A minimal UX strategy for side-projects – Prototypr

Photo by Patrick Perkins on Unsplash

As a product & experience designer, I get to work with many clients. Many of them are super early stage products. These ventures are usually at an early stage. They don't have many resources or the luxury of going through lengthy UX processes & practices. However, that is no reason to completely omit the UX design process. The same applies to side-projects and smaller products on tight deadlines.

After learning and refining from several projects. I created a simple 3 step process to embed the user experience and user-centric design into any product. Following is a simple 3 step process I advise for people with little to no resources dedicated to UX design.

NOTE: This is not a UX guide or the right way to do UX design. It's just a very small subset of UX design practices, organized to speed-up the product life-cycle.

Step 1: Product Story

What are stories?

Stories are a simple way of determining how a product fits into its user's life. A story should include actors (users), agents (products) and usually a before and after scenario. All these components combined in a narrative gives you a clear idea of how your product fits into the user's life.

How to write a product story?

This article is all about finding actionable insight with minimum time/resource investment. Emma Coats shared a great way of creating the story for early stages of storyboarding at Pixar. It goes like this:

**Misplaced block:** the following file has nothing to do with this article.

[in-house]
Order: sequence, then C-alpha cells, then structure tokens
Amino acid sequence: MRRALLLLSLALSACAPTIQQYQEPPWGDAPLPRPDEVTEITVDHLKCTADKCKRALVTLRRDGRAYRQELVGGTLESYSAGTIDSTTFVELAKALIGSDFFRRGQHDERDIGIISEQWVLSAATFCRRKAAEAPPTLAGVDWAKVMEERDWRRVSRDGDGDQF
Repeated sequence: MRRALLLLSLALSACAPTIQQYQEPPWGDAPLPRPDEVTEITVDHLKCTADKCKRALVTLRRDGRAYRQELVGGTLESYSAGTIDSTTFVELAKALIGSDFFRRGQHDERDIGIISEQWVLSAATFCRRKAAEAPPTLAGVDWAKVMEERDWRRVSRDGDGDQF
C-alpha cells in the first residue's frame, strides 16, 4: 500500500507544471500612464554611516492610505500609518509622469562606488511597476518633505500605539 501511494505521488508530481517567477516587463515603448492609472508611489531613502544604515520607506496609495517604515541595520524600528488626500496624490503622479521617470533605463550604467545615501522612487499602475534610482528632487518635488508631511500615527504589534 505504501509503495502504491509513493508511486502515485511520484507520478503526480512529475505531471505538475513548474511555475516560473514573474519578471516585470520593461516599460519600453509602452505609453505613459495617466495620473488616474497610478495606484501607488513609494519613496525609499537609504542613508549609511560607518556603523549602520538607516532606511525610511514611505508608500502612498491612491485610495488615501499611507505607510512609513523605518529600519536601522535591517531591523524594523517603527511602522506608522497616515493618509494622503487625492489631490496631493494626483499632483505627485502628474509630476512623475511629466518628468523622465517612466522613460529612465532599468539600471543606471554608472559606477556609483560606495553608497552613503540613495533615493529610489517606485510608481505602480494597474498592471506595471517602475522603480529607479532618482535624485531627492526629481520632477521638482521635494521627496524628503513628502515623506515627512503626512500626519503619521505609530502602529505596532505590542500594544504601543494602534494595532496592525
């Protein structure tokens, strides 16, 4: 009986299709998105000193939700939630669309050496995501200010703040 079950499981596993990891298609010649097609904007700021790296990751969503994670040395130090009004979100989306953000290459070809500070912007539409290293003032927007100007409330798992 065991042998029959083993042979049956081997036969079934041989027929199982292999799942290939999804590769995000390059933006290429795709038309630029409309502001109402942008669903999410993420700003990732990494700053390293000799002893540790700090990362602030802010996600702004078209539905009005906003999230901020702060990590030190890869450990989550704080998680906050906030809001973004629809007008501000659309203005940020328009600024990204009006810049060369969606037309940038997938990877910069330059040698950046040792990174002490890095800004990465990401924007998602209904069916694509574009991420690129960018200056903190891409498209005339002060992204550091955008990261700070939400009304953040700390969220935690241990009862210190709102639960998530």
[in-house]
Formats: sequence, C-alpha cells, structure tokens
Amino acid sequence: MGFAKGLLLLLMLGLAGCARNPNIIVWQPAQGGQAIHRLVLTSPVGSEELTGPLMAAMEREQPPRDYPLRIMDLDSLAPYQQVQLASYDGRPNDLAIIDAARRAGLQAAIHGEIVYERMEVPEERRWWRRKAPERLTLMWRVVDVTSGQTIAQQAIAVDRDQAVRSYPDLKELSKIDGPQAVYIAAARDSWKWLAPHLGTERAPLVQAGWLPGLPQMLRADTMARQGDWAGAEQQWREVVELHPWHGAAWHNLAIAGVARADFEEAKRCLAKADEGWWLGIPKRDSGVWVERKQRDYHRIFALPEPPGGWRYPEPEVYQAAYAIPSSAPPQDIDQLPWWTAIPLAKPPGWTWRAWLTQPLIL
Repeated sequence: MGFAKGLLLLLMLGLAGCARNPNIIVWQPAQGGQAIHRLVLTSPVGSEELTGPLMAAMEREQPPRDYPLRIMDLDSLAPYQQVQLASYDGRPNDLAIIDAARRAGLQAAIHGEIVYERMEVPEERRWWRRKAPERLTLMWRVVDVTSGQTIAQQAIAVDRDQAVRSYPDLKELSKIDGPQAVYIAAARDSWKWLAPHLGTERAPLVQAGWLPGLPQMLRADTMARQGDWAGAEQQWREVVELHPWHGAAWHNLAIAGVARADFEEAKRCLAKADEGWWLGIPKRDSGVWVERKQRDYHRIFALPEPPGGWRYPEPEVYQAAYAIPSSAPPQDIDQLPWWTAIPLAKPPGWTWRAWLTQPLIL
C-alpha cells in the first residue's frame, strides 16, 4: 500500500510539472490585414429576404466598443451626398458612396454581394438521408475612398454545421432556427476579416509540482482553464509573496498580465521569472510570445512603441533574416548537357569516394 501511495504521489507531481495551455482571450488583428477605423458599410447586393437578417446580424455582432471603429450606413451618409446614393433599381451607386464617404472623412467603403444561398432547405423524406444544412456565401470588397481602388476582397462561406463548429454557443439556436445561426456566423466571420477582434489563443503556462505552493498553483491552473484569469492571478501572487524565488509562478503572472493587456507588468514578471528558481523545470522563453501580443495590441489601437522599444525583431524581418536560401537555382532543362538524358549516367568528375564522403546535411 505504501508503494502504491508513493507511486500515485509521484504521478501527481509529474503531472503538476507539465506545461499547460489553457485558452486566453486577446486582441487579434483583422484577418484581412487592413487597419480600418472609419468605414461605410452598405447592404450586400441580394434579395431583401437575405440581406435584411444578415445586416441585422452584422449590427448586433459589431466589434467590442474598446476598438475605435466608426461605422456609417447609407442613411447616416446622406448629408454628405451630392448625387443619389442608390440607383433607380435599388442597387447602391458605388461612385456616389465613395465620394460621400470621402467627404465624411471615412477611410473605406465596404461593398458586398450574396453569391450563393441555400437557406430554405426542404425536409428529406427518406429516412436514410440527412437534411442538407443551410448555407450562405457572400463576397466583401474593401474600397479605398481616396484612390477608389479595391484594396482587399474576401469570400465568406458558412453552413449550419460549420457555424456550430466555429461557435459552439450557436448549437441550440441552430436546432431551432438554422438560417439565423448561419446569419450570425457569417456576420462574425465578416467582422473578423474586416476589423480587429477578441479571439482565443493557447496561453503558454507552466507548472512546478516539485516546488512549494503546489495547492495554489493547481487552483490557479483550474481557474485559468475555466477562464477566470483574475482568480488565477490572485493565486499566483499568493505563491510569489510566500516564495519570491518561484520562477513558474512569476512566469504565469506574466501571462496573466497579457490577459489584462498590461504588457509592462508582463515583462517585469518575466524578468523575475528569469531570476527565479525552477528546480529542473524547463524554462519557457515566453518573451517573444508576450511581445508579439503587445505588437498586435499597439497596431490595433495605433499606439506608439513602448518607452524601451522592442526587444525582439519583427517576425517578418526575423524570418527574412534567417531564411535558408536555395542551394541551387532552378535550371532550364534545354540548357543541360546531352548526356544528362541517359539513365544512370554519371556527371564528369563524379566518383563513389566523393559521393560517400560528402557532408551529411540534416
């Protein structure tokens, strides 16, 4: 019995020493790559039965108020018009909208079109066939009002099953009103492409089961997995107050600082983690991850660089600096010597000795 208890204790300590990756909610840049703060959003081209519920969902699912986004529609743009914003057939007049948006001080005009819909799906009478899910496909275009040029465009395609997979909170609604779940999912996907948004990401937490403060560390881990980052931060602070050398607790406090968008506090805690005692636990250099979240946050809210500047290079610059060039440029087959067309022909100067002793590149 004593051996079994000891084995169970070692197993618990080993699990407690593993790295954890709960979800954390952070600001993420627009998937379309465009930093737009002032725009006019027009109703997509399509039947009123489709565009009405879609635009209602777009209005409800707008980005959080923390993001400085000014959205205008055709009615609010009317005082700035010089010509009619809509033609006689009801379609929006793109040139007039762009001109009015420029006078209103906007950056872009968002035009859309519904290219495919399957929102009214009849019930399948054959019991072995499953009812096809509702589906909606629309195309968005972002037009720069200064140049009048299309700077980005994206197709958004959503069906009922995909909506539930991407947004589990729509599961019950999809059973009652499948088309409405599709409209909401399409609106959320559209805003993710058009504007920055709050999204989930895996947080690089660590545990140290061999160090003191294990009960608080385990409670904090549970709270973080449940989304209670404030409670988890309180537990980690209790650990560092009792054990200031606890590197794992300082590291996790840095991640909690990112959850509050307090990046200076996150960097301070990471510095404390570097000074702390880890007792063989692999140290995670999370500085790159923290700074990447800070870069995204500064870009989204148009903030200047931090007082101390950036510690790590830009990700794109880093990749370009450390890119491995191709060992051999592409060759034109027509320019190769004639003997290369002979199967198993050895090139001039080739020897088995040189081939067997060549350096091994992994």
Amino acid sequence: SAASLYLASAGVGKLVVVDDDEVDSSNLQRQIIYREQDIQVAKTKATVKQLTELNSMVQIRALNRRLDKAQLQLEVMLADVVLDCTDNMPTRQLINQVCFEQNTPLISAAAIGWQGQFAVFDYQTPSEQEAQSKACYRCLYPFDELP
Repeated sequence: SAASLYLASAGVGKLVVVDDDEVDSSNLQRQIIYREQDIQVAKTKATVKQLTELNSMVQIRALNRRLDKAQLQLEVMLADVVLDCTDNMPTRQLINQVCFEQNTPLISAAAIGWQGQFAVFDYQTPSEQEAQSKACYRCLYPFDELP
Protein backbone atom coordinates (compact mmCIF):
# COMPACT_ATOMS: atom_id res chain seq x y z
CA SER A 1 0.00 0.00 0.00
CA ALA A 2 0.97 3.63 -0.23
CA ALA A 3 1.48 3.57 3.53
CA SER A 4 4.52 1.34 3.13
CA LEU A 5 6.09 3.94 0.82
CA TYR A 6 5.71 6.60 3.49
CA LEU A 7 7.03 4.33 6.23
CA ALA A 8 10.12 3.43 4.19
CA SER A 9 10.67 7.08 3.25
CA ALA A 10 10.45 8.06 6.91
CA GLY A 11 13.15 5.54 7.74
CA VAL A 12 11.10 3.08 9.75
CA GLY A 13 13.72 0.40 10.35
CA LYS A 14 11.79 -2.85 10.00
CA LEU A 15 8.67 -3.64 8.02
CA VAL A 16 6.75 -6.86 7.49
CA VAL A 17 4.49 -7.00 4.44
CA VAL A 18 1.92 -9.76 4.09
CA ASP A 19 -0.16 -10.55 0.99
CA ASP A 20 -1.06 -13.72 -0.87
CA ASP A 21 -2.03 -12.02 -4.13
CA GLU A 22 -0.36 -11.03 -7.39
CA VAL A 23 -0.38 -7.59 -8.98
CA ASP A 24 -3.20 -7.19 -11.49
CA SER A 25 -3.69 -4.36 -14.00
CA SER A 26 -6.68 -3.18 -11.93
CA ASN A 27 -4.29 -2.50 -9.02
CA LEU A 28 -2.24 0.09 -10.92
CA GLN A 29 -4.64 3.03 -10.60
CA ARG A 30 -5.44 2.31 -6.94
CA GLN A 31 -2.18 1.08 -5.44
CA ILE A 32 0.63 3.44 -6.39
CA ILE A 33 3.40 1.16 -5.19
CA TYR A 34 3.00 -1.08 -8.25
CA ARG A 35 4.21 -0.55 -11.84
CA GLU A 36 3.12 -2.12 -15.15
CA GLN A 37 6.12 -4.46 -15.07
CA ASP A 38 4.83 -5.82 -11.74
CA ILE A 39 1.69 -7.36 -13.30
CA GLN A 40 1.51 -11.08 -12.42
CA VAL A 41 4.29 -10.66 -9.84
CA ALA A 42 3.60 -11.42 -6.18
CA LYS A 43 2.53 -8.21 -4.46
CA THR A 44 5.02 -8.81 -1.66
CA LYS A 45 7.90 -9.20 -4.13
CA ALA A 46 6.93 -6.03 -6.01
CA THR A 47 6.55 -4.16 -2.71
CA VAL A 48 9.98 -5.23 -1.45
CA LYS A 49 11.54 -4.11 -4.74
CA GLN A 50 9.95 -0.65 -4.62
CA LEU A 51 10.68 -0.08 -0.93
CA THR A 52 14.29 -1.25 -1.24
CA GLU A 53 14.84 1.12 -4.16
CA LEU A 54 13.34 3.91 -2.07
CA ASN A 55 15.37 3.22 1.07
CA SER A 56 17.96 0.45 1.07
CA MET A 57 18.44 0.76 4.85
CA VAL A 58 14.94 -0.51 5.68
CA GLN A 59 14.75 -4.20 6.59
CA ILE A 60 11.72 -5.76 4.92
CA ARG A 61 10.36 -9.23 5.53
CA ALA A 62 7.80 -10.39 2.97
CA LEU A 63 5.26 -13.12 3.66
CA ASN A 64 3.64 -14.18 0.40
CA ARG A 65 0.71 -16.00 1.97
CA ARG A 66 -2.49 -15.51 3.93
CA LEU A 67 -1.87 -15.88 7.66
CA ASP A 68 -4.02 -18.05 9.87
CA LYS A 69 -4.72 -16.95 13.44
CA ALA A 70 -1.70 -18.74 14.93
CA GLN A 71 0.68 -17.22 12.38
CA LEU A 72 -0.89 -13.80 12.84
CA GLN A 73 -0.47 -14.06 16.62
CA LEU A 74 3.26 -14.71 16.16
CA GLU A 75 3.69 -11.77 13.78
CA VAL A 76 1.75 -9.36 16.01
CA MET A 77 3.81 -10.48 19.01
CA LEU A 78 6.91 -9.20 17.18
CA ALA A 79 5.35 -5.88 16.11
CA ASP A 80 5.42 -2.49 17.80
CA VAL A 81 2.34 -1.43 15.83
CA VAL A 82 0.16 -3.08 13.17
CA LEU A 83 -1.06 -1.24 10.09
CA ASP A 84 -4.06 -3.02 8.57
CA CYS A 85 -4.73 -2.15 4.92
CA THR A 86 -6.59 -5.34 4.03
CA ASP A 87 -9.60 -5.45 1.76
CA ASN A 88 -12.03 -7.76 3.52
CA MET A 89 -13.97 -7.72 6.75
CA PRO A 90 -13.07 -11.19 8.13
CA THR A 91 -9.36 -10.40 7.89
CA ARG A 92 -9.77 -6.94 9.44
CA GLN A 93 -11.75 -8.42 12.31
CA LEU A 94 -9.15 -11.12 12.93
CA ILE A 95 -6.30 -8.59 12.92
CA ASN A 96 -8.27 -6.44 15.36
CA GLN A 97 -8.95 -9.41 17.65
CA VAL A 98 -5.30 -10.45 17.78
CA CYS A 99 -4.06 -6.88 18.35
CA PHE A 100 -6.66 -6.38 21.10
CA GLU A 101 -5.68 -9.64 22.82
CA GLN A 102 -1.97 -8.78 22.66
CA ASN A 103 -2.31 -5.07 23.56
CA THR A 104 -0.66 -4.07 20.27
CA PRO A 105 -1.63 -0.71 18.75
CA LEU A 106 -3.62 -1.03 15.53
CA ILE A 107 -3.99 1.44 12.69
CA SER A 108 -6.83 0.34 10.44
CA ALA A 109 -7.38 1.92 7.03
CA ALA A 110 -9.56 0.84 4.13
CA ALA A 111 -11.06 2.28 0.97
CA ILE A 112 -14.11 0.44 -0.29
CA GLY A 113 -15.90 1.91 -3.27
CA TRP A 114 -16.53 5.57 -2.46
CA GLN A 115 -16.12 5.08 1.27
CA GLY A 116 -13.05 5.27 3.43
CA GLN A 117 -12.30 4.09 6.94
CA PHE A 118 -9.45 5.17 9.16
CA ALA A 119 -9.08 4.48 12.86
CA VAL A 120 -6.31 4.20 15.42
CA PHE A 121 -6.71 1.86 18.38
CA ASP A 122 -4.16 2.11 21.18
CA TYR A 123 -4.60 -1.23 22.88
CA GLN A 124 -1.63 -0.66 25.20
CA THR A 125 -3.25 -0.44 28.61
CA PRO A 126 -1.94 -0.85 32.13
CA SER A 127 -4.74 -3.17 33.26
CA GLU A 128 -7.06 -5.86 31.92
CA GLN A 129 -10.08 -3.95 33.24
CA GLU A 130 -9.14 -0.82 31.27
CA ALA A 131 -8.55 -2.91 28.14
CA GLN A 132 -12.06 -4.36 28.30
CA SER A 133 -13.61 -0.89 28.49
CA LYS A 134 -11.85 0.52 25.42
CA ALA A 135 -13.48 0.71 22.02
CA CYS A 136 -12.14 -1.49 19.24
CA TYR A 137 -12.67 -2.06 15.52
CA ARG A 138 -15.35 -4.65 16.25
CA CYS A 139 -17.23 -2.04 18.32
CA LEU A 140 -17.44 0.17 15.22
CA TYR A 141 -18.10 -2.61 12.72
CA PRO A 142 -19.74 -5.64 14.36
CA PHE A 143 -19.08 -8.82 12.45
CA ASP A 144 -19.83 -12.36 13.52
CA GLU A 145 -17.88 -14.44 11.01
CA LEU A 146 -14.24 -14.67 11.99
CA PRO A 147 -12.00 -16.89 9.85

Once upon a time there was ______. Every day_______. One day ______. Because of that, ______. Because of that, ______. Until finally ______.

You fill in the blanks with data relevant to the product you're making. I am working on a product for designers, here is what the story looks like:

Once upon a time there was a graphics designer. Everyday he used to create new stuff and share it on many showcase websites. One day he found a product called limelight, which allowed him to share & keep track of how much attention his work in getting from a single place. Because of that, he was able to share on many sites in an instant and learn about how each platform is getting him views, likes and comments. Because of that, he was able to improve his work and produce more quality work. Until finally his work got acknowledged by a large design firm and he received an offer letter from them.

It's not perfect, but it tells you a lot about the concept without using too many words. I never found a better way to explain my idea to someone.

What are the advantages of creating a story around product?

  1. It forces you to stay in the right direction.
  2. It helps to avoid the feature-trap (ie. features gets priority over the core product)
  3. It makes it very easy to explain the concept to everyone (especially new people who will be working on your product at a later stage)
  4. Reinforces why you are creating something in first place.

Step 2: Personas

what are personas?

You probably know about personas already. They're used widely in design and sales. In this framework, we make personas very simple and intuitive. How? think of personas as actors in the story you wrote earlier. Personas have two core requirements: